How to repot heliotrope

There are a few ways to tell if it's time to repot your heliotrope plant, according to White Flower Farm. The most common sign that your heliotrope has outgrown its current container is if you water the soil and it becomes dry again fairly quickly. This shows that there are too many roots for the amount of soil present in your pot and your heliotrope is desperately needing to spread out. When the roots have enough cushioning around them, the soil is capable of holding onto moisture for longer periods of time. Other signs that your heliotrope needs a bigger home is if the roots grow through the drainage holes in the bottom of the pot and/or if growth decreases. 

When it comes time to repot your heliotrope, you will need to purchase a container with around two inches of extra space, both length and widthwise. Start by filling the container with newly purchased potting mix. Make a deep enough hole in the middle to fit the entire root ball of the heliotrope that you are transplanting. Before you place the root ball in the new pot, you will need to use a knife to make four cuts in the root ball that extend from top to bottom. This will prevent the roots from becoming tangled as the plant grows. The last steps to finish repotting are to cover the roots with soil and then water generously. You can give fertilizer as you would normally.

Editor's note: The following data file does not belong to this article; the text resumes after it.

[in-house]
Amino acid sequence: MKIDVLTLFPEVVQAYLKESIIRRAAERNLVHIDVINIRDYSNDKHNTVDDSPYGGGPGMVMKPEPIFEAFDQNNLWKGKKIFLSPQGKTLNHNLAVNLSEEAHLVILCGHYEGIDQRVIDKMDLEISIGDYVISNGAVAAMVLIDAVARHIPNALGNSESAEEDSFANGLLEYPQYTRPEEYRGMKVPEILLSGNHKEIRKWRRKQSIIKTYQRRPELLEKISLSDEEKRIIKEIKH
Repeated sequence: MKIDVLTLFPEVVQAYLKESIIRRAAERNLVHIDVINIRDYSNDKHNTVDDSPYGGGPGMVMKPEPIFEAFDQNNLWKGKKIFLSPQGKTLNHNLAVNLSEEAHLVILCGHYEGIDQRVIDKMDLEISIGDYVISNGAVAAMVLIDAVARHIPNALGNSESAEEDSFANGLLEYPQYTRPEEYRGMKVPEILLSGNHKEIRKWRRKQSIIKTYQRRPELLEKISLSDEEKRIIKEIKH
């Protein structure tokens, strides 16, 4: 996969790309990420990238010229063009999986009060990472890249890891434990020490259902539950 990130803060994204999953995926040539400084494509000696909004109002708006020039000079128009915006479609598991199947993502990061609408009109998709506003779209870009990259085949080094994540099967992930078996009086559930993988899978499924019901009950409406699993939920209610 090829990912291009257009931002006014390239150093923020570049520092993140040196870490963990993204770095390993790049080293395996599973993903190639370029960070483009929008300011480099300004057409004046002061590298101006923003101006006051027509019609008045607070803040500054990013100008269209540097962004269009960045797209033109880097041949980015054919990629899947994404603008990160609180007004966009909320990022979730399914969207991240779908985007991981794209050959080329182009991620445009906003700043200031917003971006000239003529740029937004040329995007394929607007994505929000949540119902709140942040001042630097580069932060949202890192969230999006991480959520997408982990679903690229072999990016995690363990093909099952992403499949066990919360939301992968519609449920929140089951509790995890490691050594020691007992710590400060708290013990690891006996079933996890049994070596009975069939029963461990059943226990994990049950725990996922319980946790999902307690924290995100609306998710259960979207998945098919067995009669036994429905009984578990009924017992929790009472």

Heliotrope pests and diseases

Just like any other plant, there are several pests and diseases that can target heliotropes and threaten their survival. One common pest is the mealy bug, which enjoys munching on the leaves of the heliotrope, according to SF Gate. You'll know that your heliotrope has a mealy bug problem if you spot cotton-like white spots along the leaves of the plant. To get rid of this pest, consider spraying an insecticide along affected areas or purchasing green lacewigs to release in the general area of your plant, which will consume the mealy bugs. A spider mite infestation is another issue you might face when caring for heliotropes. This insect feeds on the plant cells of the heliotrope and causes the leaves to become discolored and die. An insecticide soap will do the trick to rid your heliotropes of this pest.

Depending on the climate in which you live, you may also have to deal with fungal pathogens that attack your heliotropes, as per Love to Know. Fungi thrive in moist environments and often kill off the leaves of the heliotrope, which can jeopardize the plant's overall survival. A simple fungicide will treat any pathogens that have targeted your heliotropes. You can also prevent an overabundance of fungal pathogens by making sure the soil around your heliotrope drains well and that you aren't overwatering your plants.